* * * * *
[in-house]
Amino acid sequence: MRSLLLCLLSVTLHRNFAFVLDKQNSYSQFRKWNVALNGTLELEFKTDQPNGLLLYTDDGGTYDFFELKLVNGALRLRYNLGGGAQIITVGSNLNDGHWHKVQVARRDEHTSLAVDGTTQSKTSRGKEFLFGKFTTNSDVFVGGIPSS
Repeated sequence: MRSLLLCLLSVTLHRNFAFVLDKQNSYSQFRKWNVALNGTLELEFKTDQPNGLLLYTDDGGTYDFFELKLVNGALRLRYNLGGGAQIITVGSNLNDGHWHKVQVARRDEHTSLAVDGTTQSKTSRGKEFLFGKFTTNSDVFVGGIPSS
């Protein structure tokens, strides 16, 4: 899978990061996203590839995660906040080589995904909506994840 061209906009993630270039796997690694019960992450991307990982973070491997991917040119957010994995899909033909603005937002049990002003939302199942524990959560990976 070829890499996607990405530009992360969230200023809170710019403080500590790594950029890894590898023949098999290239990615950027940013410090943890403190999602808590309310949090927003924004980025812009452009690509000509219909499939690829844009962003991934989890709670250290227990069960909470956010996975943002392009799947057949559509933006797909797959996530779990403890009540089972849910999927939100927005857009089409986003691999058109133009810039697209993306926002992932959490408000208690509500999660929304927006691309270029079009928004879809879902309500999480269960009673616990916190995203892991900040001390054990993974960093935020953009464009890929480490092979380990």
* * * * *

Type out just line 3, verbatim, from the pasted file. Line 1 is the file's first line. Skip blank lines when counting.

Repeated sequence: MRSLLLCLLSVTLHRNFAFVLDKQNSYSQFRKWNVALNGTLELEFKTDQPNGLLLYTDDGGTYDFFELKLVNGALRLRYNLGGGAQIITVGSNLNDGHWHKVQVARRDEHTSLAVDGTTQSKTSRGKEFLFGKFTTNSDVFVGGIPSS